25th Jul 2018
As a young girl, I assumed that boutique shopping was a high-brow experience that required deep pockets. Boutiques were for a particular type of woman; a confident shopper that was self-assured of her own style and who enjoyed the intimacy that comes with shopping in boutiques.
I remember shadowing my mother as she slogged through her favourite shops; pushing out elbows and dodging buggies on her way to the dressing room, me in-toe close behind her. On more than one occasion I remember throwing tantrums because of tired legs and hot, close environments. Truthfully, it often happens to me today, too.
As a teen, I was a high-street devotee. My wardrobe regularly paid homage to Topshop, Mango and Zara. Now that I’m (slightly) older and have developed and refined my personal taste somewhat (not to mention I have more disposable income), I wanted a shopping experience that reflects that.
I’ve come to realise that what I had assumed about boutique shopping isn’t necessarily true, and this was obvious to me during my first boutique experience just last year. I was welcomed, invited in and even offered a glass of champagne while I browsed.
The attention to detail was evident in every nook and cranny of the busy city centre boutique; dainty ornaments hung delicately from shelves. I could see all the garb hanging clearly on rails and there was no panic or mad rush for changing rooms. It was perfectly calm and cool.
The staff seemed familiar, though I put this down to their friendly manner. The store owner – a fabulously stylish and colourful woman – was chatting and laughing with me and other customers, as though we were friends, not strangers. Yes, it’s cliché, but they made me feel extra special for the entire time I was there.
Today’s boutiques offer a shopping ‘journey’, not just the end prize. Shop owners, buyers and staff take the full experience into consideration so that women like me feel welcomed and wanted, but never pressured to buy.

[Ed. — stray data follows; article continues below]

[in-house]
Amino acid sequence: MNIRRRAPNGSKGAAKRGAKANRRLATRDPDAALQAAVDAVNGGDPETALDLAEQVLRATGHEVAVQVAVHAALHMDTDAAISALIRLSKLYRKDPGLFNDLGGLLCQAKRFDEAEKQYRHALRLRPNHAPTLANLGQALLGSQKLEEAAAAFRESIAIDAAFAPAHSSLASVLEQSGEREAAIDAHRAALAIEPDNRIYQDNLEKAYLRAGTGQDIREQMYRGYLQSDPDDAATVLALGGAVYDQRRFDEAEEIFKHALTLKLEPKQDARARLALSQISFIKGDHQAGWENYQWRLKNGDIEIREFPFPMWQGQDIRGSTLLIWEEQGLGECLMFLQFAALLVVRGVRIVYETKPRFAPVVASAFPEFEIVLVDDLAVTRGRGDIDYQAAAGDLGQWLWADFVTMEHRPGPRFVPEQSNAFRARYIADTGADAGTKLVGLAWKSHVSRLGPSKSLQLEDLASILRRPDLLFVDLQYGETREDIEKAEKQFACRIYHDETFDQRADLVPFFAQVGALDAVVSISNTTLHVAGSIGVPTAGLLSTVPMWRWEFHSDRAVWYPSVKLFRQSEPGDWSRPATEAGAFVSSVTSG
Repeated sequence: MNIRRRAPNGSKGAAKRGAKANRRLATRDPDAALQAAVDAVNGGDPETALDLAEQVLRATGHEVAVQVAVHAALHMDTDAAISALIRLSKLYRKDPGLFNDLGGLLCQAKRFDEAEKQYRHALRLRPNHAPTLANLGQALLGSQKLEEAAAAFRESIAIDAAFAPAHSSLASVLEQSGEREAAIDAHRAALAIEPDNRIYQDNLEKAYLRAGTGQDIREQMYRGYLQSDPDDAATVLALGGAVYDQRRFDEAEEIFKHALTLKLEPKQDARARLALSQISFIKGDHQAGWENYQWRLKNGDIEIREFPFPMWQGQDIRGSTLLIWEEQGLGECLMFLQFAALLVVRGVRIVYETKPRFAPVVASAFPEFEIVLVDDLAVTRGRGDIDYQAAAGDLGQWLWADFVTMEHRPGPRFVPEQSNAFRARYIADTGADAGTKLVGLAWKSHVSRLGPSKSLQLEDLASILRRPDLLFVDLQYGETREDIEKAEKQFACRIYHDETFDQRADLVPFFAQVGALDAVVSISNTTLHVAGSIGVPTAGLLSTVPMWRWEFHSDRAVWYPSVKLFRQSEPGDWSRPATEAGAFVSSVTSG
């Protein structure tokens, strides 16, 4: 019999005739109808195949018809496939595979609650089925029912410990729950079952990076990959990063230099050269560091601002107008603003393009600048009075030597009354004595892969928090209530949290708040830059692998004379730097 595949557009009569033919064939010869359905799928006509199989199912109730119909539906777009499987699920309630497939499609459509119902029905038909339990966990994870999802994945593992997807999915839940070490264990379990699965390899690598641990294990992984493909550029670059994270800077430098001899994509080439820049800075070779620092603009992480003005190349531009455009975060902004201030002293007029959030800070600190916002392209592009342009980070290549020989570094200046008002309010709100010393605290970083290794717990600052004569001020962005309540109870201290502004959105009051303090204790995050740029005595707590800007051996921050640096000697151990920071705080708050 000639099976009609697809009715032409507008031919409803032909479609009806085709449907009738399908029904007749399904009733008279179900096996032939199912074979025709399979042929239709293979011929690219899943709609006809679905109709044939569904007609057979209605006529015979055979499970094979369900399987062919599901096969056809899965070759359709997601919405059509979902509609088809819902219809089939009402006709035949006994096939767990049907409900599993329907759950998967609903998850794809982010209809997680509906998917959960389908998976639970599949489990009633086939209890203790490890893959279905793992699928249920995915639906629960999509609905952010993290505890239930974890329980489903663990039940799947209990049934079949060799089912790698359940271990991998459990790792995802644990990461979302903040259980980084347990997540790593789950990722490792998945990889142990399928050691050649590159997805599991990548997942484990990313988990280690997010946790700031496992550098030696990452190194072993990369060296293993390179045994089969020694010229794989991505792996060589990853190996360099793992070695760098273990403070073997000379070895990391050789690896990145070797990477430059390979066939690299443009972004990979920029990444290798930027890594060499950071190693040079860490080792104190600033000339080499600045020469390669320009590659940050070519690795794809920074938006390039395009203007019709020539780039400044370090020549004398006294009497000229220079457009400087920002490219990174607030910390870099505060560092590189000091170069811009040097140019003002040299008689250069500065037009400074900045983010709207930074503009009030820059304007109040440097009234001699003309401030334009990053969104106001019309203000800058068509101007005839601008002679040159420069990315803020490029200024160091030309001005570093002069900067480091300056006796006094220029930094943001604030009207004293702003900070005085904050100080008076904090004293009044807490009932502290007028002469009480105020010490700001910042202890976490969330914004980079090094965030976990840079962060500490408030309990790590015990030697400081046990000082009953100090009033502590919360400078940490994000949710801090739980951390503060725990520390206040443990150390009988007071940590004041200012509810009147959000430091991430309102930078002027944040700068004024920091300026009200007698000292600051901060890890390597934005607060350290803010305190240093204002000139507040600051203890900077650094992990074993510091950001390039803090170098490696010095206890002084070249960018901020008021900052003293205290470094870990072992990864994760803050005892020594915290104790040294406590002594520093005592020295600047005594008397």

For me, the quality and craftsmanship of the garments are what sets boutiques apart from high-street stores. Though the cost of boutique buys is sometimes higher than high-street, I’m investing in something that will withstand fast-fashion trends. And, often, each piece is bespoke to me; which is important to me.
I enjoy the luxury of meeting designers face-to-face; talking about their processes and thoughts behind the piece. And it truly is a luxury to be able to do that with the incredible pool of talented designers here.
Some of my most precious boutique buys include a vintage silk scarf from a dainty little boutique out west somewhere, vintage-inspired clasp earrings I spotted in a sparkling boutique window in Dublin and, most recently, the latest must-have pair of Nike trainers (in a beautiful blush pink) from a newer, street-savvy boutique.
The thing is, bricks-and-mortar boutiques will continue to downsize as e-commerce gains even more momentum and popularity; this is a given. When an animal becomes extinct, the whole food chain is affected. Similarly, when an independent boutique closes, cities and towns across the country will lose more than just a retail space.
Neither our high streets nor our wardrobes would be as beautiful or as interesting if it wasn’t for the kind of independent boutiques we’re championing with the IMAGE Boutique Awards. If you’re tired of shoulder-bashing, sifting through someone’s leftovers to find your size and can’t hack the anxiety of standing in a queue inside an overly heated shop, then try some of these independent boutiques on for size.
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